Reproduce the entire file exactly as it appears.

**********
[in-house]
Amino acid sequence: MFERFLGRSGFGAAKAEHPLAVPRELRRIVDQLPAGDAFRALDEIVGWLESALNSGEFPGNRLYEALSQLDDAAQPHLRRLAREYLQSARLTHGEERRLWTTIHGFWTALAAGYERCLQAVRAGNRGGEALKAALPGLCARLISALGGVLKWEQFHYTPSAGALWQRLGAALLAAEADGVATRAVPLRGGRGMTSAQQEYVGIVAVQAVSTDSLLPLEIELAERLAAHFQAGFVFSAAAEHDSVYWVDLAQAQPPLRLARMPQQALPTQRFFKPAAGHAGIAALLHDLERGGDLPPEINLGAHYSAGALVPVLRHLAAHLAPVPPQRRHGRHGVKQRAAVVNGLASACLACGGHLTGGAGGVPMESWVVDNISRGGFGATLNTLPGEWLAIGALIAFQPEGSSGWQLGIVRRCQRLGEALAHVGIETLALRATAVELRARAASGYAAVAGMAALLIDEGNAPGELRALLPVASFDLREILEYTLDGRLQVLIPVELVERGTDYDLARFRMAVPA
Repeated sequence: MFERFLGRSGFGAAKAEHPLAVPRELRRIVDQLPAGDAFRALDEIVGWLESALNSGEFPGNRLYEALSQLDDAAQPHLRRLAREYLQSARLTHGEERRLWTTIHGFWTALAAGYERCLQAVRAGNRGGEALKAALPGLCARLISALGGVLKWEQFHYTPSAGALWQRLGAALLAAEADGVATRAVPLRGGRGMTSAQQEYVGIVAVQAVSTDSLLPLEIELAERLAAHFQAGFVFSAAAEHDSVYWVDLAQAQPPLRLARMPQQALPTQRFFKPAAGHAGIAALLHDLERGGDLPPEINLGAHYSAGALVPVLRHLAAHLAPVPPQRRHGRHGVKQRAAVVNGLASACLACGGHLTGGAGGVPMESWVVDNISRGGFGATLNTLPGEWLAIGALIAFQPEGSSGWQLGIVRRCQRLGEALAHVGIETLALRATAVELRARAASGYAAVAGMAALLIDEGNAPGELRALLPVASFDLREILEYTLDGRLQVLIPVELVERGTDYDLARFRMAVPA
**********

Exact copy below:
[in-house]
Amino acid sequence: MFERFLGRSGFGAAKAEHPLAVPRELRRIVDQLPAGDAFRALDEIVGWLESALNSGEFPGNRLYEALSQLDDAAQPHLRRLAREYLQSARLTHGEERRLWTTIHGFWTALAAGYERCLQAVRAGNRGGEALKAALPGLCARLISALGGVLKWEQFHYTPSAGALWQRLGAALLAAEADGVATRAVPLRGGRGMTSAQQEYVGIVAVQAVSTDSLLPLEIELAERLAAHFQAGFVFSAAAEHDSVYWVDLAQAQPPLRLARMPQQALPTQRFFKPAAGHAGIAALLHDLERGGDLPPEINLGAHYSAGALVPVLRHLAAHLAPVPPQRRHGRHGVKQRAAVVNGLASACLACGGHLTGGAGGVPMESWVVDNISRGGFGATLNTLPGEWLAIGALIAFQPEGSSGWQLGIVRRCQRLGEALAHVGIETLALRATAVELRARAASGYAAVAGMAALLIDEGNAPGELRALLPVASFDLREILEYTLDGRLQVLIPVELVERGTDYDLARFRMAVPA
Repeated sequence: MFERFLGRSGFGAAKAEHPLAVPRELRRIVDQLPAGDAFRALDEIVGWLESALNSGEFPGNRLYEALSQLDDAAQPHLRRLAREYLQSARLTHGEERRLWTTIHGFWTALAAGYERCLQAVRAGNRGGEALKAALPGLCARLISALGGVLKWEQFHYTPSAGALWQRLGAALLAAEADGVATRAVPLRGGRGMTSAQQEYVGIVAVQAVSTDSLLPLEIELAERLAAHFQAGFVFSAAAEHDSVYWVDLAQAQPPLRLARMPQQALPTQRFFKPAAGHAGIAALLHDLERGGDLPPEINLGAHYSAGALVPVLRHLAAHLAPVPPQRRHGRHGVKQRAAVVNGLASACLACGGHLTGGAGGVPMESWVVDNISRGGFGATLNTLPGEWLAIGALIAFQPEGSSGWQLGIVRRCQRLGEALAHVGIETLALRATAVELRARAASGYAAVAGMAALLIDEGNAPGELRALLPVASFDLREILEYTLDGRLQVLIPVELVERGTDYDLARFRMAVPA